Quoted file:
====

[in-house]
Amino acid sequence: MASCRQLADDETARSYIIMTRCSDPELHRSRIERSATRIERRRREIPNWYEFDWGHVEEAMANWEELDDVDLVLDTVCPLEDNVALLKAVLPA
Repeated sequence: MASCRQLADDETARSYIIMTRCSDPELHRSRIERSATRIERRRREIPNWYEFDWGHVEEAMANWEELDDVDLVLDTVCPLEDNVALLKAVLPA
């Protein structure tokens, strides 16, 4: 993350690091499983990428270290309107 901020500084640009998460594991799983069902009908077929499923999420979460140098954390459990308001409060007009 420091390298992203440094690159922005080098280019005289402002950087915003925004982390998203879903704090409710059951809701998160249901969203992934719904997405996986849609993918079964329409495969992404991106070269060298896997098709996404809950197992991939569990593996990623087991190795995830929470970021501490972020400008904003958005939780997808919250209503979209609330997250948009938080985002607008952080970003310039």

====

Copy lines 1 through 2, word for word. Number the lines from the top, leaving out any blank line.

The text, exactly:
[in-house]
Amino acid sequence: MASCRQLADDETARSYIIMTRCSDPELHRSRIERSATRIERRRREIPNWYEFDWGHVEEAMANWEELDDVDLVLDTVCPLEDNVALLKAVLPA